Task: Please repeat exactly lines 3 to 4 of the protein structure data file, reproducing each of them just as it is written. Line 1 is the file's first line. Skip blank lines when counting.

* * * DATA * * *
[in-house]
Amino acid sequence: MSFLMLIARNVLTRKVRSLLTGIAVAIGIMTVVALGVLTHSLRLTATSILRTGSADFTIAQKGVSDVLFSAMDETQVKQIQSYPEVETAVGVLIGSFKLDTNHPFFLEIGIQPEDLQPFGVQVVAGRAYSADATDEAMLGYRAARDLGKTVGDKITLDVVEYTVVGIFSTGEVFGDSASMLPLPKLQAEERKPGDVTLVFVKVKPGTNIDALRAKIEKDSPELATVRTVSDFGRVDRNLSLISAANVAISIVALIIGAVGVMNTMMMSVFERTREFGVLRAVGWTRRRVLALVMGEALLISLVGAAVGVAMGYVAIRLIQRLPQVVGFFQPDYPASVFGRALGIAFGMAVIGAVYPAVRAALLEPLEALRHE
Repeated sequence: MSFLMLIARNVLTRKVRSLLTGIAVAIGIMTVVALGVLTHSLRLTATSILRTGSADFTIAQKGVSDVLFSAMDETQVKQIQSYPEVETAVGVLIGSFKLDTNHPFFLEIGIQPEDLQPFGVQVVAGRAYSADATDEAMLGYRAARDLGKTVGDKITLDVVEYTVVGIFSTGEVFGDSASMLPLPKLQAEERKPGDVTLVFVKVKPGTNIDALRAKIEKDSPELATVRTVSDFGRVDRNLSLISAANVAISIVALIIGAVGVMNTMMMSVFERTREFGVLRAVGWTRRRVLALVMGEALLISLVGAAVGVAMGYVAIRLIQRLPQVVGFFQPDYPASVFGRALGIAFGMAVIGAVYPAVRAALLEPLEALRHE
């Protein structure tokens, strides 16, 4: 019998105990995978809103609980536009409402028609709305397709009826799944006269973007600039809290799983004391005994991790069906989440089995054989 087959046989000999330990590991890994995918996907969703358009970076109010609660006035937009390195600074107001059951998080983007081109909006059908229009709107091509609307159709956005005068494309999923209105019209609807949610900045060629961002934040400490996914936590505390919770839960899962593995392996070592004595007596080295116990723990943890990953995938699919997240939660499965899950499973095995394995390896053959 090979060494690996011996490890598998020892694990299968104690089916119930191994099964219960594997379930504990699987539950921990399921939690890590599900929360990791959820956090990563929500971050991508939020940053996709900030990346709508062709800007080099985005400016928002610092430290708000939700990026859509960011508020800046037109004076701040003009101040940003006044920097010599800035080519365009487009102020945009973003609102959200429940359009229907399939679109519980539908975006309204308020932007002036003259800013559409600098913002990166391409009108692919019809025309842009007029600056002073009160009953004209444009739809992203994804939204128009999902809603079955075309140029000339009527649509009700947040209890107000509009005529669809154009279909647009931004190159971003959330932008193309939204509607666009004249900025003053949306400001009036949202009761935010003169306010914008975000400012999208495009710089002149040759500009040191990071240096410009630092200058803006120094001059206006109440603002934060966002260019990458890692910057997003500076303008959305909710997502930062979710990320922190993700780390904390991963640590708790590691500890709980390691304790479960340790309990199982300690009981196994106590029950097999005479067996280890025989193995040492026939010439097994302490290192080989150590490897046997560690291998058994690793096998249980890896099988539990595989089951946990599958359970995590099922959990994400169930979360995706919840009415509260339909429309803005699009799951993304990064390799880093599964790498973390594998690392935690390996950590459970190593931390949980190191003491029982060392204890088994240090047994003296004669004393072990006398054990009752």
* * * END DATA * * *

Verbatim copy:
Repeated sequence: MSFLMLIARNVLTRKVRSLLTGIAVAIGIMTVVALGVLTHSLRLTATSILRTGSADFTIAQKGVSDVLFSAMDETQVKQIQSYPEVETAVGVLIGSFKLDTNHPFFLEIGIQPEDLQPFGVQVVAGRAYSADATDEAMLGYRAARDLGKTVGDKITLDVVEYTVVGIFSTGEVFGDSASMLPLPKLQAEERKPGDVTLVFVKVKPGTNIDALRAKIEKDSPELATVRTVSDFGRVDRNLSLISAANVAISIVALIIGAVGVMNTMMMSVFERTREFGVLRAVGWTRRRVLALVMGEALLISLVGAAVGVAMGYVAIRLIQRLPQVVGFFQPDYPASVFGRALGIAFGMAVIGAVYPAVRAALLEPLEALRHE
């Protein structure tokens, strides 16, 4: 019998105990995978809103609980536009409402028609709305397709009826799944006269973007600039809290799983004391005994991790069906989440089995054989 087959046989000999330990590991890994995918996907969703358009970076109010609660006035937009390195600074107001059951998080983007081109909006059908229009709107091509609307159709956005005068494309999923209105019209609807949610900045060629961002934040400490996914936590505390919770839960899962593995392996070592004595007596080295116990723990943890990953995938699919997240939660499965899950499973095995394995390896053959 090979060494690996011996490890598998020892694990299968104690089916119930191994099964219960594997379930504990699987539950921990399921939690890590599900929360990791959820956090990563929500971050991508939020940053996709900030990346709508062709800007080099985005400016928002610092430290708000939700990026859509960011508020800046037109004076701040003009101040940003006044920097010599800035080519365009487009102020945009973003609102959200429940359009229907399939679109519980539908975006309204308020932007002036003259800013559409600098913002990166391409009108692919019809025309842009007029600056002073009160009953004209444009739809992203994804939204128009999902809603079955075309140029000339009527649509009700947040209890107000509009005529669809154009279909647009931004190159971003959330932008193309939204509607666009004249900025003053949306400001009036949202009761935010003169306010914008975000400012999208495009710089002149040759500009040191990071240096410009630092200058803006120094001059206006109440603002934060966002260019990458890692910057997003500076303008959305909710997502930062979710990320922190993700780390904390991963640590708790590691500890709980390691304790479960340790309990199982300690009981196994106590029950097999005479067996280890025989193995040492026939010439097994302490290192080989150590490897046997560690291998058994690793096998249980890896099988539990595989089951946990599958359970995590099922959990994400169930979360995706919840009415509260339909429309803005699009799951993304990064390799880093599964790498973390594998690392935690390996950590459970190593931390949980190191003491029982060392204890088994240090047994003296004669004393072990006398054990009752």